Re: 100 digit base ten primes

*To*: mathgroup at smc.vnet.net*Subject*: [mg52259] Re: 100 digit base ten primes*From*: drbob at bigfoot.com (Bobby R. Treat)*Date*: Thu, 18 Nov 2004 01:44:59 -0500 (EST)*References*: <cneusb$qc2$1@smc.vnet.net>*Sender*: owner-wri-mathgroup at wolfram.com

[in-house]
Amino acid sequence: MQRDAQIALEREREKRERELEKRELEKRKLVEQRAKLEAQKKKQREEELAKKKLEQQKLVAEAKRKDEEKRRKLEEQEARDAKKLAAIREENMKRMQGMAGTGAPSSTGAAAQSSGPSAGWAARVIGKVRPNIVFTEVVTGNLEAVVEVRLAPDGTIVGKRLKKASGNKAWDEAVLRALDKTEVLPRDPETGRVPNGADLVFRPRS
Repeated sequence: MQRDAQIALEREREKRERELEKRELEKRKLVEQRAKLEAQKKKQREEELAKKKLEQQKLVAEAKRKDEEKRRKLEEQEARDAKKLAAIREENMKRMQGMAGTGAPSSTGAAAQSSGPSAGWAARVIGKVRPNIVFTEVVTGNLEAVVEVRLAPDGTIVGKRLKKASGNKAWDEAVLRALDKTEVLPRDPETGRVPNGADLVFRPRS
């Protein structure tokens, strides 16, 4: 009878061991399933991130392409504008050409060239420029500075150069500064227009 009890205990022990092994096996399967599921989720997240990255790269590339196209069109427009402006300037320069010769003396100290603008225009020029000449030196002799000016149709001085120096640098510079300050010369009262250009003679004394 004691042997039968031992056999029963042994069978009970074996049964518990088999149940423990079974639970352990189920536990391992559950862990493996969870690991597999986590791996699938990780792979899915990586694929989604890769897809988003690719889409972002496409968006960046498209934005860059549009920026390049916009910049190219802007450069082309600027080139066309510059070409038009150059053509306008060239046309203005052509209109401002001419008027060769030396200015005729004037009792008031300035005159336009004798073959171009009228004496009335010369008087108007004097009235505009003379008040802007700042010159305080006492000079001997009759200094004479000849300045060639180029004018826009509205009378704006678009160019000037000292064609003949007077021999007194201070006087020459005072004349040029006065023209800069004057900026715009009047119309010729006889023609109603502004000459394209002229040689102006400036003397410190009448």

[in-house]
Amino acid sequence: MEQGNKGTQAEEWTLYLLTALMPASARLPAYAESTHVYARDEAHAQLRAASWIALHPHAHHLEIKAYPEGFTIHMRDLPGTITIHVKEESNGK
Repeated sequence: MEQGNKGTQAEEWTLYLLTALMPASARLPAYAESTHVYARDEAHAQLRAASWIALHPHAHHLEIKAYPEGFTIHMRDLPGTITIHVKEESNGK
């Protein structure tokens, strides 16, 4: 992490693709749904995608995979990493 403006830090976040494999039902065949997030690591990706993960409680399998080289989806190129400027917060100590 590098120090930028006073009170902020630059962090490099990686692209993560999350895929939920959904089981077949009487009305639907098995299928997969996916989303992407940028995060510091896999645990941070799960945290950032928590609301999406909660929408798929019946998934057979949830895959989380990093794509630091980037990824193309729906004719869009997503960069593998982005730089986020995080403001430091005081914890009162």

The code below demonstrates several things: 1) Yes, there's at least one prime between n and n + Log[n]^2. In fact, there are MANY primes in the range when n is large. 2) The average of those limits (rounded to an integer) almost never delivers a prime number. (It didn't in your own examples.) Exactly half the time it's even, for instance. 3) Searching the entire range is silly if you're searching for a prime; why not stop at the first one you find? 4) The upper bound (and the theorem itself) is irrelevant to a practical search for primes. It puts a bound on how far you'll have to search, but knowing that doesn't change the search method in any way. On another note, Dimensions[a][[1]] is usually computed as Length@a, and evaluating PrimeQ[m+Floor[Log[m]^2/2]]==True is the same result as evaluating PrimeQ[m+Floor[Log[m]^2/2]] That's False in both cases from your post. Here's a test for exponents ranging from 1 to 100: f[n_] = n + Floor[Log[n]^2/2]; g[exp_] = 2^Prime[exp] - 1; select[exp_] := If[PrimeQ[f[g[exp]]], f[g[exp]], Sequence @@ {}] select /@ Range[100] Length[%] {3, 8231, 2361183241434822608057, 3064991081731777716716694054300618367237478244367212221} 4 That's four prime numbers in a hundred tries, no better than random, so let's try replacing f with something else: f[n_] = 2*n - 1; select /@ Range[100] Length[%] {5, 13, 61, 4093, 16381, 1048573, 16777213, 14272476927\ 05959881058285969449495136382746\ 621, 239452428260295134118491722\ 99223580994042798784118781} 9 Or better yet: f[n_]=Prime@n; select/@Range@13 Length@% {5,17,127,709,17851,84011,1742527,7754017,148948133,11891268397, 50685770143,3839726846299,67756520645293} 13 Thirteen out of thirteen. The fourteenth candidate is too large for Mathematica's implementation of Prime. Bobby Roger Bagula <tftn at earthlink.net> wrote in message news:<cneusb$qc2$1 at smc.vnet.net>... > Clear[a,b,m,m0,m1,m3] > (* program for finding primes near 100 digits long base 10 using Mersenne > seed points*) > (* cryptography length primes*) > (* the logically most probable way someone taught*) > (* traditional number theory might use find 100 digits primes*) > (* short of using a sieve to 100 decimal places*) > Table[N[Log[2^Prime[n]]/Log[10]],{n,1,68}] > $MaxPrecision=Floor[Log[2^Prime[68]]/Log[10]]+1 > m=2^Prime[67]-1 > m0=Floor[m+Log[m]^2] > (m0-m)/2 > m1=2^Prime[68]-1 > m3=Floor[m1+Log[m1]^2] > (m3-m1)/2 > a=Delete[Union[Table[If[PrimeQ[n]==True,n,0],{n,m,m0,2}]],1] > Dimensions[a][[1]] > (* 1/Log[n] probability test*) > N[Dimensions[a][[1]]/((m0-m)/2)-1/Log[m0]] > b=Delete[Union[Table[If[PrimeQ[n]==True,n,0],{n,m1,m3,2}]],1] > Dimensions[b][[1]] > N[Dimensions[b][[1]]/((m3-m1)/2)-1/Log[m3]] > PrimeQ[m+Floor[Log[m]^2/2]]==True > PrimeQ[m1+Floor[Log[m1]^2/2]]==True > > Respectfully, Roger L. Bagula > > tftn at earthlink.net, 11759Waterhill Road, Lakeside,Ca 92040-2905,tel: 619-5610814 : > alternative email: rlbtftn at netscape.net > URL : http://home.earthlink.net/~tftn